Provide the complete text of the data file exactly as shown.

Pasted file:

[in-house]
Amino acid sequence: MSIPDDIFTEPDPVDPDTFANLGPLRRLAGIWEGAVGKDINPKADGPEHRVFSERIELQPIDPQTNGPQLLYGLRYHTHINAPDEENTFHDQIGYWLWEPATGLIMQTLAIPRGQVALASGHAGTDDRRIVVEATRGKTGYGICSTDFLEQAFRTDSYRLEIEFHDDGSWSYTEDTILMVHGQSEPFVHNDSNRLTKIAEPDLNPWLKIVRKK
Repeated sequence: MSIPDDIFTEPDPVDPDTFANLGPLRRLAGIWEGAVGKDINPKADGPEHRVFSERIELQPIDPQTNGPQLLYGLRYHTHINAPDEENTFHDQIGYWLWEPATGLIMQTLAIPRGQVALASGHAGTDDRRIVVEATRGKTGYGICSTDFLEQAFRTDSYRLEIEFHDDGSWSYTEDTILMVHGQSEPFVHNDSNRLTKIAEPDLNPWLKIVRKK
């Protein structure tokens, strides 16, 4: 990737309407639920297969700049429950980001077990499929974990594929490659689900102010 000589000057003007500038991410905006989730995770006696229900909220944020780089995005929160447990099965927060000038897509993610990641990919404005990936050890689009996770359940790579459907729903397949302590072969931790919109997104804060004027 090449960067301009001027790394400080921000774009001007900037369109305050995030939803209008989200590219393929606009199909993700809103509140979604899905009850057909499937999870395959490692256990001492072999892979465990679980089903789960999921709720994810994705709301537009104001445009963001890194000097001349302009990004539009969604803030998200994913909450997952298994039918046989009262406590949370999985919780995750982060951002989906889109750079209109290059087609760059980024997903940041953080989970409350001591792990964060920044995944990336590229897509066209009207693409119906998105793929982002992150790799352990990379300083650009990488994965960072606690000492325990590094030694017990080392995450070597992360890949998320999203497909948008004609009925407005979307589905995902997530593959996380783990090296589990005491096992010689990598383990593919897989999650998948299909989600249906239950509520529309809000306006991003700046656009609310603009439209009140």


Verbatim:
[in-house]
Amino acid sequence: MSIPDDIFTEPDPVDPDTFANLGPLRRLAGIWEGAVGKDINPKADGPEHRVFSERIELQPIDPQTNGPQLLYGLRYHTHINAPDEENTFHDQIGYWLWEPATGLIMQTLAIPRGQVALASGHAGTDDRRIVVEATRGKTGYGICSTDFLEQAFRTDSYRLEIEFHDDGSWSYTEDTILMVHGQSEPFVHNDSNRLTKIAEPDLNPWLKIVRKK
Repeated sequence: MSIPDDIFTEPDPVDPDTFANLGPLRRLAGIWEGAVGKDINPKADGPEHRVFSERIELQPIDPQTNGPQLLYGLRYHTHINAPDEENTFHDQIGYWLWEPATGLIMQTLAIPRGQVALASGHAGTDDRRIVVEATRGKTGYGICSTDFLEQAFRTDSYRLEIEFHDDGSWSYTEDTILMVHGQSEPFVHNDSNRLTKIAEPDLNPWLKIVRKK
């Protein structure tokens, strides 16, 4: 990737309407639920297969700049429950980001077990499929974990594929490659689900102010 000589000057003007500038991410905006989730995770006696229900909220944020780089995005929160447990099965927060000038897509993610990641990919404005990936050890689009996770359940790579459907729903397949302590072969931790919109997104804060004027 090449960067301009001027790394400080921000774009001007900037369109305050995030939803209008989200590219393929606009199909993700809103509140979604899905009850057909499937999870395959490692256990001492072999892979465990679980089903789960999921709720994810994705709301537009104001445009963001890194000097001349302009990004539009969604803030998200994913909450997952298994039918046989009262406590949370999985919780995750982060951002989906889109750079209109290059087609760059980024997903940041953080989970409350001591792990964060920044995944990336590229897509066209009207693409119906998105793929982002992150790799352990990379300083650009990488994965960072606690000492325990590094030694017990080392995450070597992360890949998320999203497909948008004609009925407005979307589905995902997530593959996380783990090296589990005491096992010689990598383990593919897989999650998948299909989600249906239950509520529309809000306006991003700046656009609310603009439209009140």